OPP-PRF: Benthic Iron Fluxes and Cycling in the Amundsen Sea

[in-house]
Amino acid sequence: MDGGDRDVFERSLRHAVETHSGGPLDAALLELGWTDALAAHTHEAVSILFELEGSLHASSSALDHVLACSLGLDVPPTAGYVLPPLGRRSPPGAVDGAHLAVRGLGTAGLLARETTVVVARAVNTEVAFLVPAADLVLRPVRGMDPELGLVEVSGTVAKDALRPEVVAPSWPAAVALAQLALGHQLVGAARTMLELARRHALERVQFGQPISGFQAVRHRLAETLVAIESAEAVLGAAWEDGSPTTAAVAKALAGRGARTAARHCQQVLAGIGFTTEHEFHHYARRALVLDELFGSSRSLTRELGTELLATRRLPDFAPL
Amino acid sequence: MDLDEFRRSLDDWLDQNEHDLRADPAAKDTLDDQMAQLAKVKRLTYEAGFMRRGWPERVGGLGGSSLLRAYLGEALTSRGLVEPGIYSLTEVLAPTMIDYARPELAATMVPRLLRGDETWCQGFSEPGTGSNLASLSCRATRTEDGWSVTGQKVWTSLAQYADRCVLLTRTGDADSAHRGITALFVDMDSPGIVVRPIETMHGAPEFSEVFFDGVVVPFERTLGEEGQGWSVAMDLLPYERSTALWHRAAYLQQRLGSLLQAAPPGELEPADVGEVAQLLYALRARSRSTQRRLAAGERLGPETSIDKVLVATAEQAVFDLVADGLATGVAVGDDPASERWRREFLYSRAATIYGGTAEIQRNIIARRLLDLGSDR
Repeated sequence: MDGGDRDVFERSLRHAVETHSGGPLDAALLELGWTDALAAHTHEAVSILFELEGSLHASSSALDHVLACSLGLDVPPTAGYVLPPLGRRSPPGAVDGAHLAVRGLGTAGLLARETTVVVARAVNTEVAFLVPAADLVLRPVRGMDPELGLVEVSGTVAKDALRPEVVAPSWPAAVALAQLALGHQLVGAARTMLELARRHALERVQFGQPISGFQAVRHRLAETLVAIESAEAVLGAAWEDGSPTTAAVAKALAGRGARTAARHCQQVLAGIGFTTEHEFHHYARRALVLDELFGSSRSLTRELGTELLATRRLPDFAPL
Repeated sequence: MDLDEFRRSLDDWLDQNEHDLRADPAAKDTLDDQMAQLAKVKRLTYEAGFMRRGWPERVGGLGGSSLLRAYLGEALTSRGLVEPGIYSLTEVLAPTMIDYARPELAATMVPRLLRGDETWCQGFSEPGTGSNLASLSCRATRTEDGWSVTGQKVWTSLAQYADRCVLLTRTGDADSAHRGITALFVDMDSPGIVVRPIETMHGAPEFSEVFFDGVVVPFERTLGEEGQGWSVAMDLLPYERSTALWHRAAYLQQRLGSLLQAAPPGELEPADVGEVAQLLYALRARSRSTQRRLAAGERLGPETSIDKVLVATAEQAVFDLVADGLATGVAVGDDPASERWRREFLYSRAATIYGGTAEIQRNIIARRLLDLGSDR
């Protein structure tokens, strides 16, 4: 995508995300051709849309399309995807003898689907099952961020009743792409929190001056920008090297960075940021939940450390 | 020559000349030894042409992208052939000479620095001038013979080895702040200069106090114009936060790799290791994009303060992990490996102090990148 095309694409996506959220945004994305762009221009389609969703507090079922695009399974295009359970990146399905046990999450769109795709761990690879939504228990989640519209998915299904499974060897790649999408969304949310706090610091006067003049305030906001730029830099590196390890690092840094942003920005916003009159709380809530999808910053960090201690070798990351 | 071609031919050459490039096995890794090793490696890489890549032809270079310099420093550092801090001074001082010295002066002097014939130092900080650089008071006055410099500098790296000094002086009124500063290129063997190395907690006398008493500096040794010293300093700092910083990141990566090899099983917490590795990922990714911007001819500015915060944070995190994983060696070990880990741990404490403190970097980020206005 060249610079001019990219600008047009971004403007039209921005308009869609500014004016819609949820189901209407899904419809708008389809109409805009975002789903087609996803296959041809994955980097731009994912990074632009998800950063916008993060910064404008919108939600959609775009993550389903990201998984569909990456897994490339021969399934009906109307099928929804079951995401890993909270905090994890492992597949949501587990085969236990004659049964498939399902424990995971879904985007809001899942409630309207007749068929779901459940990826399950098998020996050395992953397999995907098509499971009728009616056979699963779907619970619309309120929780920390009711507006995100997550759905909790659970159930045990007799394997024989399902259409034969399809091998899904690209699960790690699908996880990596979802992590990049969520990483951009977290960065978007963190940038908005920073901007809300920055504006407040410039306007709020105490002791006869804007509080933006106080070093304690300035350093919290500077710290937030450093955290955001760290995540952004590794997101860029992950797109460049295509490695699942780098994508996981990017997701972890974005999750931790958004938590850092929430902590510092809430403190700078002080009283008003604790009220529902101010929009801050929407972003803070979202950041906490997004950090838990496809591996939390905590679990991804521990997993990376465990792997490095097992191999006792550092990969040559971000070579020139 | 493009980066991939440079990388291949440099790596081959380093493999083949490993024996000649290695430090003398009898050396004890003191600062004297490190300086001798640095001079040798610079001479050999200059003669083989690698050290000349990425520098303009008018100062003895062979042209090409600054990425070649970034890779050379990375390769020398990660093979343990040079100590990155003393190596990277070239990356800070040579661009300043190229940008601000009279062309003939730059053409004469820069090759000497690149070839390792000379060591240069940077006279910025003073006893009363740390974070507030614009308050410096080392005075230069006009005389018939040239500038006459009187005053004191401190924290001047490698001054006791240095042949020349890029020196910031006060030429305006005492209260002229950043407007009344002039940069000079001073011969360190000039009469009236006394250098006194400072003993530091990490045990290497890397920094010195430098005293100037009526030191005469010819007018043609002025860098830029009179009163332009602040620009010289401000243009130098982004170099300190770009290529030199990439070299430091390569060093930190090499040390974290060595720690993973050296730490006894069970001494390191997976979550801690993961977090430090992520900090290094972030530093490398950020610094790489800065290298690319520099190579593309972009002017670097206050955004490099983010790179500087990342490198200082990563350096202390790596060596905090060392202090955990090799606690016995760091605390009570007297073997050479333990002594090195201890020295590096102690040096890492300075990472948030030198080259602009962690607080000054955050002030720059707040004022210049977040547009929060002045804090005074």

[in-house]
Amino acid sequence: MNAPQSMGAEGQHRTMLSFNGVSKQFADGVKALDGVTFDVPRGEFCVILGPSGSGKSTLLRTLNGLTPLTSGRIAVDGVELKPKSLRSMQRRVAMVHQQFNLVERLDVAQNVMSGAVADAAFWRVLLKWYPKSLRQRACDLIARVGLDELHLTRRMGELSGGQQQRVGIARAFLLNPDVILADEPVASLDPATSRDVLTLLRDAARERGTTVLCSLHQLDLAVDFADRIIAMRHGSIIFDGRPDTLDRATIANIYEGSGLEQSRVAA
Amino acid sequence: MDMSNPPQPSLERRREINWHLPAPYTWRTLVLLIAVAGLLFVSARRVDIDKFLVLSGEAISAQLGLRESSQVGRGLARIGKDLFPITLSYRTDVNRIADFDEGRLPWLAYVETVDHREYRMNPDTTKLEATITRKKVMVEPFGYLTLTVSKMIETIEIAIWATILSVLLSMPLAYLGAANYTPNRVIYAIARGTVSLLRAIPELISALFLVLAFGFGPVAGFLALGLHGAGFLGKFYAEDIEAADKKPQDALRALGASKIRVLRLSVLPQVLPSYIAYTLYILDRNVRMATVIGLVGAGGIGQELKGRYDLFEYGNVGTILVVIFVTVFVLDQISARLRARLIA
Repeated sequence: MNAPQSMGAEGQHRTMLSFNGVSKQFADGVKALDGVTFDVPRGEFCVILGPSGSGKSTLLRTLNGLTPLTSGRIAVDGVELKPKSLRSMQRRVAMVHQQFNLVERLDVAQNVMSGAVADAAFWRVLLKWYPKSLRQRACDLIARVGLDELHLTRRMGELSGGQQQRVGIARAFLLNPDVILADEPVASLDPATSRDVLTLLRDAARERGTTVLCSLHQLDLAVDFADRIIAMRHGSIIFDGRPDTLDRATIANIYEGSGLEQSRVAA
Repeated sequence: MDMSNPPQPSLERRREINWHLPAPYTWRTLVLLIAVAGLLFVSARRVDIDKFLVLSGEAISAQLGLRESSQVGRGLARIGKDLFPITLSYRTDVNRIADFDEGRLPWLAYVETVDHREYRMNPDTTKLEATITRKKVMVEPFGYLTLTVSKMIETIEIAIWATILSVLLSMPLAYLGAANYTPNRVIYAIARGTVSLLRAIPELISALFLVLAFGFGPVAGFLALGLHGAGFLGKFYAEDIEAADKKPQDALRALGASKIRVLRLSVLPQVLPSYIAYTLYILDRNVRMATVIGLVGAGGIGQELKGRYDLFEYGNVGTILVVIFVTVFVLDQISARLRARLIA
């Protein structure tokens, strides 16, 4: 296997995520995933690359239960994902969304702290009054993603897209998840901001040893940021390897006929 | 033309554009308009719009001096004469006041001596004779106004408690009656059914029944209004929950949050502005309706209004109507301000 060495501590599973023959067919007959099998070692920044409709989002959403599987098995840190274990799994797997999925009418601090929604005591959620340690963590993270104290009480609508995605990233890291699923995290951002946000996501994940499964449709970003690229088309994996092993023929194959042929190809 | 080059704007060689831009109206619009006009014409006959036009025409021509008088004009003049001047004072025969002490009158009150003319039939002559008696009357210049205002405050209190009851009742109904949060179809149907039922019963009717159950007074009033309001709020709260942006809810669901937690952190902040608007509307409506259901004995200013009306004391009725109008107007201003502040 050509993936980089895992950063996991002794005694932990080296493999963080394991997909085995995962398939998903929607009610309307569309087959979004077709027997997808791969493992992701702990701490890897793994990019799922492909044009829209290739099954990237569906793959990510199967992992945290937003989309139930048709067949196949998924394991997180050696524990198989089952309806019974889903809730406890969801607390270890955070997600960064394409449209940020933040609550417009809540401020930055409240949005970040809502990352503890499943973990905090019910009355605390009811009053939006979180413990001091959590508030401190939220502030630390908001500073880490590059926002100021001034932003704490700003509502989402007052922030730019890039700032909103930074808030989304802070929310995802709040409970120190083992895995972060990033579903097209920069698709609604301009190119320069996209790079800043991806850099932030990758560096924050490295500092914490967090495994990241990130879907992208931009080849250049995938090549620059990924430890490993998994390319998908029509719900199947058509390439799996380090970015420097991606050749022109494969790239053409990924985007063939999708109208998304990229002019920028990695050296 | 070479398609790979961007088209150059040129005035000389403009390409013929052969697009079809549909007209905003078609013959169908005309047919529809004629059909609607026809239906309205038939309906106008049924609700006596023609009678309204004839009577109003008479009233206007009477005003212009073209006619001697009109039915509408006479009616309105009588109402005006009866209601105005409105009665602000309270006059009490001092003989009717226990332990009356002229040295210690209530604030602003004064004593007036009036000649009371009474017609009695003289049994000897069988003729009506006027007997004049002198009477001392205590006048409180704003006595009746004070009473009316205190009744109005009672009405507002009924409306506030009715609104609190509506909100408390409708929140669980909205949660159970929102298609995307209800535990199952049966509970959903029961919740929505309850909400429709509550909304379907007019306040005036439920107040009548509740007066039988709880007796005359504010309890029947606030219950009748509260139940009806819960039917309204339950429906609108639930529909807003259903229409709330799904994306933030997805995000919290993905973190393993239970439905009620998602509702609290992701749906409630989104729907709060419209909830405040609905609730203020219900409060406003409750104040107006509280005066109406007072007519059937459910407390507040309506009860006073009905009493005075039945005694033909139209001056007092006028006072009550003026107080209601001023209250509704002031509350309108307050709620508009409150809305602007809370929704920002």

The Amundsen Sea, near the fastest melting Antarctic glaciers, hosts one of the most productive polar ecosystems in the world. Phytoplankton serve as the base of the food chain, and their growth also removes carbon dioxide from the atmosphere. Phytoplankton growth is fertilized in this area by nutrient iron (Fe), which is only present at low concentrations in seawater. Prior studies have shown the seabed sediments may provide Fe to the Amundsen Sea ecosystem. However, sediment sources of Fe have never been studied here directly. This project fills this gap by analyzing sediments from the Amundsen Sea and investigating whether sediment Fe fertilizes plankton growth. The results will help scientists understand the basic ecosystem drivers and predict the effects of climate change on this vibrant, vulnerable region. This project also emphasizes inclusivity and openness to the public. The researchers will establish a mentoring network for diverse polar scientists through the Polar Impact Network and communicate their results to the public through CryoConnect.org. This project leverages samples already collected from the Amundsen Sea (NBP22-02) to investigate sediment Fe cycling and fluxes. The broad questions driving this research are 1) does benthic Fe fertilize Antarctic coastal primary productivity, and 2) what are the feedbacks between benthic Fe release and carbon cycling in the coastal Antarctic? To answer these questions, the researchers will analyze pore water Fe content and speciation and calculate fluxes of Fe across the sediment-water interface. These results will be compared to sediment characteristics (e.g., organic carbon content, reactive Fe content, proximity to glacial sources) to identify controls on benthic Fe release. This research dovetails with and expands on the science goals of the “Accelerating Thwaites Ecosystem Impacts for the Southern Ocean” (ARTEMIS) project through which the field samples were collected. In turn, the findings of ARTEMIS regarding modeled and observed trace metal dynamics, surface water productivity, and carbon cycling will inform the conclusions of this project, allowing insight into the impact of benthic Fe in the whole system. This project represents a unique opportunity for combined study of the water column and sediment biogeochemistry which will be of great value to the marine biogeochemistry community and will inform future sediment-ocean studies in polar oceanography and beyond.
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